Cities across the country are offering paid relocation for remote workers. Here's how it works and a map of 65+ places with programs.
Mitch Messer is a born and raised New Yorker with a bachelor’s degree from MIT, a masters from University of Southern California, and a 20-plus year career in real estate investing. So for him to wind up in **checks notes** Tulsa, Oklahoma caught a few people off guard – including himself.
But Messer is far from down-on-his-luck. In fact, he’s making the most out of a $10,000 relocation incentive through Tulsa Remote, one of the many programs paying remote workers to move to smaller metros and towns. Eight months into the program, Messer is enjoying a low cost of living and a vibrant community in a city he calls “a well-kept secret.”
Tulsa Remote is just one of 65+ paid relocation programs in 27 states offering up to $20,000 in cash and incentives to remote workers who move in and stay a while.
For the most part, these aren’t the cities you’ll see on a Taylor Swift tour route. With around 800,000 people, Tulsa is one the largest metros to offer paid relocation and has arguably the most successful program.
However, most paid relocation cities have at least two things to offer remote workers that big cities don’t:
- Affordable home prices
- A chance to make an immediate, meaningful impact on a community
What's in this Article?
What is paid relocation for remote workers?
Paid relocation is an incentive to move to a specific location. In most case, paid relocation offered by employers that need workers at a physical location. However, a growing number of municipalities and organizations are offering paid relocation for remote workers to attract outside talent and income to their area.
As you'll see below, paid relocation programs for remote workers are incredibly diverse in their structures and incentives.
Map of paid relocation programs for remote workers
Spanning from Hawaii to Maine, paid relocation programs are as diverse as the areas that offer them. In the map below you’ll find 50+ locations with paid relocation programs for remote workers featured on MakeMyMove with incentive packages valued between $191 and $20,000. Hover or click a pin to see the median home price, maximum incentive, and incentive type.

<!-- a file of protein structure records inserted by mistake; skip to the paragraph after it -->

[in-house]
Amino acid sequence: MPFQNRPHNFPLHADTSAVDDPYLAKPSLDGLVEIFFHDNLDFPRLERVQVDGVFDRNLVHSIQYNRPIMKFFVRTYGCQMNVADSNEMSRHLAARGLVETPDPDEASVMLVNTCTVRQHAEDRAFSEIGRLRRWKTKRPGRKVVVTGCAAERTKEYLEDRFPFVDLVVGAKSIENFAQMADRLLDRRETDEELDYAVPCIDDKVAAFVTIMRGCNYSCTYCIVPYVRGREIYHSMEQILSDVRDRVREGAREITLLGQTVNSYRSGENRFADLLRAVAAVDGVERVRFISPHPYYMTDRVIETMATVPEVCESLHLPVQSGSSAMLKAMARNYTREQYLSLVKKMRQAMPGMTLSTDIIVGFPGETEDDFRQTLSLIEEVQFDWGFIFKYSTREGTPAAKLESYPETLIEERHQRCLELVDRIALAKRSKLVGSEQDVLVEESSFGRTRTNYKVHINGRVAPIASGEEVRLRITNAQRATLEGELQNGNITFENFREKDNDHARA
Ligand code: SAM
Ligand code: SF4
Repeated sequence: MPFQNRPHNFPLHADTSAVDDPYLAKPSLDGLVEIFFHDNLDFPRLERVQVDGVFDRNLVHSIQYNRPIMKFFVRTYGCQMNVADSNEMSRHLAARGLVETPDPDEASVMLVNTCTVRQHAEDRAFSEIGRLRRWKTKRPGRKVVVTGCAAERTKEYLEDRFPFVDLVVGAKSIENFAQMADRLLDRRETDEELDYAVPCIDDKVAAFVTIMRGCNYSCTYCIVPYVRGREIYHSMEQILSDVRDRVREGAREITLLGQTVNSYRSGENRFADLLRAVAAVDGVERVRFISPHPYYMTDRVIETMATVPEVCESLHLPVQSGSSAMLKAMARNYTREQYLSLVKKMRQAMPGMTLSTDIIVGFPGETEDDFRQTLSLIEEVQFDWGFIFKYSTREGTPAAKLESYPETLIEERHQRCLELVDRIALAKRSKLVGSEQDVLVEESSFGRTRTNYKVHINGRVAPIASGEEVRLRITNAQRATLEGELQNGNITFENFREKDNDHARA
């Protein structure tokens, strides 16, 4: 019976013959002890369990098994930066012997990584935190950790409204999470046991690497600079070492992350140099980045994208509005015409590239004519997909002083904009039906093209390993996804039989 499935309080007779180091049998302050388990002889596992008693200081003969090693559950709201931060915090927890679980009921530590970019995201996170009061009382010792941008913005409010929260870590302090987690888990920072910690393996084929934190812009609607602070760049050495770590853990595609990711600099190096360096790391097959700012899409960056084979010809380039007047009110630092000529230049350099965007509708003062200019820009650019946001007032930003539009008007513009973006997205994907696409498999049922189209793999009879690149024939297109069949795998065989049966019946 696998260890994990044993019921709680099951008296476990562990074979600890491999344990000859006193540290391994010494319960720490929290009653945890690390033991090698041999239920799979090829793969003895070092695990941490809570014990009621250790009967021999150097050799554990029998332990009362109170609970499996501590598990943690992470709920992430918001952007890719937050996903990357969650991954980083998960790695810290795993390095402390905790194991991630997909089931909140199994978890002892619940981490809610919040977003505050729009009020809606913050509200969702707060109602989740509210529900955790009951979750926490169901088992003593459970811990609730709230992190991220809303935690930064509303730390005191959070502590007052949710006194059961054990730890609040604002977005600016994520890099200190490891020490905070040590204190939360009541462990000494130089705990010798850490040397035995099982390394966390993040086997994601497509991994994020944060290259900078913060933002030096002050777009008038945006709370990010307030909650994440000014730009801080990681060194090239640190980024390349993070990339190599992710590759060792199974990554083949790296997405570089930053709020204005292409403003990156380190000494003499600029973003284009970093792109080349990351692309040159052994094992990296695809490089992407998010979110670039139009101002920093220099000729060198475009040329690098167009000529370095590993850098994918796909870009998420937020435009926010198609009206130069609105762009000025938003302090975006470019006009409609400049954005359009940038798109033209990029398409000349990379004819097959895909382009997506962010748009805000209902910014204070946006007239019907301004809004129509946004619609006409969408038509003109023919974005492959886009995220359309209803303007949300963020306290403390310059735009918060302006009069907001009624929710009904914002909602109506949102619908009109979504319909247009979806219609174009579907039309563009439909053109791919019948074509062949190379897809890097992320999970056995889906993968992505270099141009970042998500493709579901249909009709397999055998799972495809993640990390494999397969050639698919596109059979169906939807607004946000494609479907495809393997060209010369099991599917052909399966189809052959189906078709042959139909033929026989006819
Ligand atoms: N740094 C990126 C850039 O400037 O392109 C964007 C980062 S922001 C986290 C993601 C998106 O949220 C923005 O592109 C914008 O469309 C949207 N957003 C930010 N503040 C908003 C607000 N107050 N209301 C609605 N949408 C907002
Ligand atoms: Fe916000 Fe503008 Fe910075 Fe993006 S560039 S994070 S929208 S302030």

- Green pins indicate incentive packages worth over $7,500
- Blue pins indicate incentive packages valued under $7,500
- Red pins indicate land incentives
Paid relocation program highlights
As mentioned, paid relocation programs are quite diverse in what they have to offer. Here are a few highlights from the programs above.
We pulled the latest median home prices for each city from Realtor.com. The median home price for the locations on the map range from $124,900 (Muncie, Ind.) to $880,000 (Brentwood, Cali.).
The average median home sale price is $231,874. That’s nearly $200,000 lower than the current national median of $428,700. In fact, just 3 of the 66 cities mapped (Brentwood, Cali.; Honolulu, Hawaii; and Bluffton, S.C.) have a median home price higher than the national median.
Most programs offer a cash incentive plus perks, like local memberships, shopping discounts, and gifts. But look a little closer and you’ll find some variety.
- Morgantown and Lewisburg have the highest incentive value at $20,000 ($12,000 cash and $8,000 in gifts and perks, followed closely by Rochester, N.Y. at $19,000
- Northwest Arkansas offers $10,000 cash plus a free mountain bike (value $750)
- Topeka, Kansas offers $10,000 toward homeowner expenses plus $1,000 in free Jimmy John’s sandwiches
- Hamilton, Ohio and Rutherford County, Tenn. offer $10,000 in student loan payments
- Stillwater, Okla. offers $5,000 in down payment assistance, which is more than 3% down on a median priced home
- Fifteen programs offer free land to build a home on.
While there are paid relocation programs in Alaska, Hawaii, Maine, and upstate New York, most are concentrated in the middle of the country. Minnesota has the most programs with seven, followed closely by Kansas, Iowa, and Indiana each with six.
With perks ranging from free land to student loan payments to $12,000 cash, each paid relocation program has its own incentives and eligibility requirements. Some require remote workers to buy a home or live in a certain area. Others require workers to move within a certain amount of time after acceptance or live in an area for a certain amount of time before the incentive is awarded.
How to get paid to relocate as a remote worker:
- Apply to a paid relocation program
- If accepted, move to the eligible area within a certain amount of time
- The incentive is awarded as the remote worker meets eligibility guidelines (e.g. employment, length of stay, homeownership, etc.)
Let’s take a closer look at the example of Messer and the Tulsa Remote program.
A New Yorker at heart, Messer spent most of his life living in large metros. But after his mother-in-law had a stroke, he and his wife, Monique, moved from Atlanta to Clovis, N.M. to help care for her. Once she passed, they saw no reason to stay in Clovis and found themselves looking for a new place to live.